Caterina Cornaro

Composer: Donizetti Gaetano

Arias (sheet music for voice and piano):

Caterina Cornaro (Soprano)

Pietà, Signore, ti muovanoVieni o tu, che ognor io chiamo

Gerardo (Tenor)

Io trar non voglio campi e onori… Morte, morte, fur troppi gl'insulti

Lusignano (Baritone)

Da che a sposa CaterinaNon turbarti a questi accenti

Mocenigo (Bass)

Credi che dorma, o incantoDell' empia Cipro il popolo

Vocal score

2. Duettino PDF 0Mb10. Romanza (without Recit.) PDF 0Mb17. Scena ed Aria PDF 2Mb19. Scena, Preghiera e Finale PDF 3Mb6. Scena e Romanza PDF 2Mb

Full scores

"Caterina Cornaro" PDF 60Mb
Voices, Chorus and Orchestra
Caterina Cornaro (soprano)
Matilde (mezzo-soprano)
Gerando (tenor)
Lusignano (baritone)
Mocenigo (bass)
Andrea Cornaro (bass)
Strozzi (tenor)
Knight (tenor)
Mixed chorus
Caterina Cornaro ossia La Regina di Cipro (Caterina Cornaro or The Queen of Cyprus) is a tragedia lirica, or opera, in a prologue and two acts by Gaetano Donizetti. Giacomo Sacchero [it] wrote the Italian libretto after Jules-Henri Vernoy de Saint-Georges' libretto for Halévy's La reine de Chypre (1841). It is based on the life of Caterina Cornaro (1454 - 1510), Queen of Cyprus from 1474 to 1489. It premiered at the Teatro San Carlo, Naples on 12 January 1844.
Following the success of Linda di Chamounix, Caterina Cornaro was commissioned by Bartolomeo Merelli, impresario of the Kaertnerthortheater in Vienna, and was partly composed in 1842, just before Don Pasquale, and completed during the following summer. The Viennese realised that the same subject had been set to music the preceding year by Franz Lachner and the debut was cancelled. Donizetti dedicated himself instead to Maria di Rohan, presented at the Theater am Kärntnertor in June 1843, and searched for a suitable theatre for Caterina. Two months after the triumph of Dom Sébastien in Paris, Caterina was booed at the San Carlo in Naples. The composer, who had been unable to be present at rehearsals or to oversee the orchestration, had clearly predicted the opera's failure, in a January 1844 communication to his brother-in-law:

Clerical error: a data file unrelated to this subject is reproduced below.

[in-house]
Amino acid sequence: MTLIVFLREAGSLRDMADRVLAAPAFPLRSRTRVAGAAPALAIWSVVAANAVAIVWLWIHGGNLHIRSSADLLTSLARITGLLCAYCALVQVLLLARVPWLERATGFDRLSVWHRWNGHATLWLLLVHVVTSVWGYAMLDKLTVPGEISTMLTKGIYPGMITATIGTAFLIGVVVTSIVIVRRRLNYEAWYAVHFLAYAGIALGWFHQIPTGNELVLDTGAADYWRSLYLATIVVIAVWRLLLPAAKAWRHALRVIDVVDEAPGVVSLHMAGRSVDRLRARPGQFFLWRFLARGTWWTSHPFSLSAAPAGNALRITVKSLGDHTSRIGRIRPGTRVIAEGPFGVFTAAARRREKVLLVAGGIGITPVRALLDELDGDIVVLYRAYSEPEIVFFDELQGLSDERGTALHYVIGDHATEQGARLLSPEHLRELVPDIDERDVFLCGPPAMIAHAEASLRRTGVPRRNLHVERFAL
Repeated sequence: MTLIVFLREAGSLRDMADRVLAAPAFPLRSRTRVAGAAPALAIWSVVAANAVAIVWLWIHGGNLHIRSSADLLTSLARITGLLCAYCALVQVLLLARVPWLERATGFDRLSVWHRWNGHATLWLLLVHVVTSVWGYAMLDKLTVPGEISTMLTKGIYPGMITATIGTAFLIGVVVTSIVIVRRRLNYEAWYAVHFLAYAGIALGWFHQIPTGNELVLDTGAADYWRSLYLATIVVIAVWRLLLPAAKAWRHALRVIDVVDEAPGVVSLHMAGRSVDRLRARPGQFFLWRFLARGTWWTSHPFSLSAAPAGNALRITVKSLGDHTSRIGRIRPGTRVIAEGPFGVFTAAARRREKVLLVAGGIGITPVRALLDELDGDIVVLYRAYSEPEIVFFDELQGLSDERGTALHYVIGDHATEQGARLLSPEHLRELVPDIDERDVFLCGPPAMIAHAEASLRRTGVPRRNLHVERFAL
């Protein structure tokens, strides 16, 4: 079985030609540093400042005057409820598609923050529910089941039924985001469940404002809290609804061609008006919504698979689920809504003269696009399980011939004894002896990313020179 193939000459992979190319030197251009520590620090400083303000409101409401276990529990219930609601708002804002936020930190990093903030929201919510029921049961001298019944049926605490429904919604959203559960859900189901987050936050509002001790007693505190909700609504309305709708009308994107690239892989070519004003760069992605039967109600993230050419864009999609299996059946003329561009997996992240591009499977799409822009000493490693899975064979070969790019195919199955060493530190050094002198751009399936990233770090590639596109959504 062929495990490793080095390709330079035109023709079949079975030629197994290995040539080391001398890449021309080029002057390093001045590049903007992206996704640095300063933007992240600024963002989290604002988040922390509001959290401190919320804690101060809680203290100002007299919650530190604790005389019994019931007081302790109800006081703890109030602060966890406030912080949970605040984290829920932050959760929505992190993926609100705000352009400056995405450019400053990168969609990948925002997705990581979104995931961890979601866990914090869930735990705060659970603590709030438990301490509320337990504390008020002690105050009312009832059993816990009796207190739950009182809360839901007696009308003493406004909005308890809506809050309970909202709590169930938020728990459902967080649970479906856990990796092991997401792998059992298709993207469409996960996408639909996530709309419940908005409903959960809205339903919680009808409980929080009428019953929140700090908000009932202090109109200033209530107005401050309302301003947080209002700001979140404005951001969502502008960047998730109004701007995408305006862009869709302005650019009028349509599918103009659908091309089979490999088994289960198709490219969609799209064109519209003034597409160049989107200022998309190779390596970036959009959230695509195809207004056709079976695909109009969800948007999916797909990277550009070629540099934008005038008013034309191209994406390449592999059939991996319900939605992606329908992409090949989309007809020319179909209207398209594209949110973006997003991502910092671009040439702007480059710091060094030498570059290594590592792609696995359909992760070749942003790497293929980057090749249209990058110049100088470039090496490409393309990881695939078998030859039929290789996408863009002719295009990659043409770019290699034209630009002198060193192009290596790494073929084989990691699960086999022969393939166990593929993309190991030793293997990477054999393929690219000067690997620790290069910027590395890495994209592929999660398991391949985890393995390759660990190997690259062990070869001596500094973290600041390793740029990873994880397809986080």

In the winter of 1844–45, Donizetti devoted himself to a revision which provided a different ending. The new version was presented in Parma in February 1845, with Marianna Barbieri-Nini in the title role. It was the last of Donizetti's operas to have its première during his lifetime.
A contemporary revival took place at the Teatro San Carlo, Naples in 1972, with Leyla Gencer, Renato Bruson and Giacomo Aragall. Gencer sang a concert version the following year at Carnegie Hall, New York. In the same year, Montserrat Caballé sang Caterina in Paris at the Salle Pleyel and followed it with concert performances in London, Barcelona and Nice, some of which have been preserved on record.
Winton Dean has noted how the tenor role in Caterina Cornaro is marginalized compared to the conventions of Italian opera of the day. Dean also commented on the particularly menacing quality of the assassins' chorus in the opera.
The wedding of Caterina, daughter of Andrea Cornaro, to a young Frenchman, Gerardo, is postponed when Mocenigo brings word that Lusignano, King of Cyprus, wishes to marry her. After much intrigue, involving Lusignano being slowly poisoned by Mocenigo, Gerardo joins the Knights of the Cross to help Lusignano defend Cyprus against the Venetians. Lusignano is mortally wounded; as he dies he entrusts his people to Caterina's care. Gerardo then returns to Rhodes. (In the revised finale for the Parma production, Lusignano informs Caterina that Gerardo has been killed in battle.)
(Recorded RAI studios, Turin, 30 August)